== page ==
Governor Kristi Noem really has difficulty understanding the difference between style and substance. When she should be offering substantive and comprehensive policy action to deal with real crises, she coasts on slogans and rhinestone cowgirlery. Yet when she wants to abuse her veto power to make substantive changes in a controversial law passed by the Legislature, she pretends her illegal amendments are just “style and form.”
Yesterday Governor Kristi Noem asked the Legislature to rewrite House Bill 1217, the ban on transgender female athletes. The Governor is trying to have it both ways: she wants to sustain the scapegoating and bullying of transgender Americans that her party suddenly finds so popular, but she also wants to dodge the boycotts and lawsuits that will inevitably follow.
The Governor claims she is issuing a “style and form” veto, but her rewrite is no simple correction of verbs and conjunctions or other technical changes authorized by South Dakota Constitution Article 4 Section 4. No, the Governor’s rewrite leaps beyond the Constitutional limits of her veto authority and presents a bill substantively different in scope:
- The Governor removes requirements that athletes submit written statements verifying their age and stating that they are not taking and have not taken any performance-enhancing drugs, including anabolic steroids. (The Governor’s text in her news release is unclear, but she appears to redirect the requirements for participation to the birth certificate or affidavit parents must submit under SDCL 13-27-3.1 to send their kids to school.)
- The Governor says her revision limits the scope of the transgender-female sports ban to elementary and secondary schools (however, the language she pasted on her new release does not show the strikethrough of “or an institution of higher education under the control of the Board of Regents or the South Dakota Board of Technical Education”—I suppose that omission is a real style-and-form error).
- Her rewrite removes language authorizing entities sponsoring or sanctioning school sports to remove students submitting false information in those written statements from school activities for the entire school year.
- The Governor strikes all of the HB 1217 language that would allow students and schools to sue schools and activities associations for allowing transgender females to compete against them and their “real girls.”
South Dakota’s style and form veto is a form of the rare amendatory veto. We wrote it into our Constitution in 1972. But style and form does not include limiting the scope, reducing enforcement, and erasing causes for court action.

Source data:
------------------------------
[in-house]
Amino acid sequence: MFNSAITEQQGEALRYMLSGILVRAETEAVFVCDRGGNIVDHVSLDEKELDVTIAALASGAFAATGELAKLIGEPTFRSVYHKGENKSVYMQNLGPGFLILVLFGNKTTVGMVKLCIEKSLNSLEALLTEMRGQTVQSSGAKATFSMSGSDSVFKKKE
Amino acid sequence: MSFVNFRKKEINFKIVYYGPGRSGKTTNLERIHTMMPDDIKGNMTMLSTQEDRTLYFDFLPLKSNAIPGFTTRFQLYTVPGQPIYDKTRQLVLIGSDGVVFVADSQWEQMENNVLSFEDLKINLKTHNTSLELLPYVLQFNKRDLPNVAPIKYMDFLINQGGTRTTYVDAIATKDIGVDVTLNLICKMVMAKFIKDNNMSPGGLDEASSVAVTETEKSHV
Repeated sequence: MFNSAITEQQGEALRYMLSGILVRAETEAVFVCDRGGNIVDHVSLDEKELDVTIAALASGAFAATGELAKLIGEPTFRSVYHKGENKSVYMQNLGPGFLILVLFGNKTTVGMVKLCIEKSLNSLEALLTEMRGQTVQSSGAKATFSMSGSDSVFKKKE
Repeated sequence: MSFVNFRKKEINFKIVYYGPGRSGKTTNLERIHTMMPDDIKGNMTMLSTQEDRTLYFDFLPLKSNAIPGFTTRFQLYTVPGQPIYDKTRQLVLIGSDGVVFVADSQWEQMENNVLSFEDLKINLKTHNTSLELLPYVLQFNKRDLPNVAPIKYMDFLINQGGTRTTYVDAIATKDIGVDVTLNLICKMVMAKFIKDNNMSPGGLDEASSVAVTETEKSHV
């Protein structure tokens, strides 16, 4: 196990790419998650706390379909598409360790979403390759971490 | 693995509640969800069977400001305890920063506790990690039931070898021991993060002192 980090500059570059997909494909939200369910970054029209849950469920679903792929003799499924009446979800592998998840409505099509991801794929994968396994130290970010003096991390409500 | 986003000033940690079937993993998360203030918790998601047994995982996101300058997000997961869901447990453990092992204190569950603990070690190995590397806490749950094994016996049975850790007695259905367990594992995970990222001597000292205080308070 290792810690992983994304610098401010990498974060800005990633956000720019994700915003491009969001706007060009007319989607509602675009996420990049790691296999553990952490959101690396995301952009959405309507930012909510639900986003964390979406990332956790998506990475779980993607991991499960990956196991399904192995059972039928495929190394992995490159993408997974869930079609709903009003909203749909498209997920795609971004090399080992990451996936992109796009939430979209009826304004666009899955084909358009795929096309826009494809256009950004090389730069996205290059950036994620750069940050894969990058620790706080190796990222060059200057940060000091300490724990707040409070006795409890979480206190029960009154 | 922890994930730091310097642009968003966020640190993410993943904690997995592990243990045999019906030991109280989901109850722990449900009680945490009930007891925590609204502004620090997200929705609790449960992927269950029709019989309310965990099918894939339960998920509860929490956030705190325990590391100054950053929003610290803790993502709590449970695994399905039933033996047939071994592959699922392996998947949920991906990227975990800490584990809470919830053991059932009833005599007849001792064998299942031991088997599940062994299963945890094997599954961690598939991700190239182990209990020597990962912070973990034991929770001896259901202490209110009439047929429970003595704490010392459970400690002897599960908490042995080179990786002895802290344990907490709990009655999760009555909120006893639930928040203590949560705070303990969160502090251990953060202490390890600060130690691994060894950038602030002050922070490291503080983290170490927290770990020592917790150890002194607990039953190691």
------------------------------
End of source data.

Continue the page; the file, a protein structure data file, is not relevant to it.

Noem uses other words without meaning in her style and form announcement. She claims her recommended revision will “protect women sports while also showing empathy for youths struggling with what they understand to be their gender identity.” But she keeps HB 1217’s core action of banning transgender females from female sports teams; where is the empathy in that action? Noem reaffirms her position that transgender females are liars out to do unjustice to real women—”But showing empathy does not mean a biologically-female-at birth woman should face an unbalanced playing field that effectively undermines the advances made by women and for women since the implementation of Title IX in 1972.” None of the changes the Governor proposes would make HB 1217 any kinder or more open to young transgender females playing sports; the changes only protect schools and organizations from bookkeeping and lawsuits and protect the state from losing money from the loss of big college sports events.
We probably can’t take Noem to court for abusing her style-and-form authority. When the Legislature convenes on Veto Day Monday, March 29, it is free to suspend its own rules and amend any vetoed bills or propose any new bills with any language it wants, the Governor’s or anyone else’s. But it is quizzical that a Governor who would dispatch lawyers to make strained arguments about the meaning of terms like “single-subject” and “revision” to defend the Constitution against the scourge of a voter-approved amendment would so wantonly disregard the language limiting her own Executive authority when she wants to rewrite a Legislatively approved bill to minimize her fat’s exposure to political fire.
But maybe she’s just carrying out another Lewandoski-smart-aleck critique of her opponents. She thinks transgender athletes are just “style and form” females, so why not tease them with a “style and form” veto that we all can see is something else?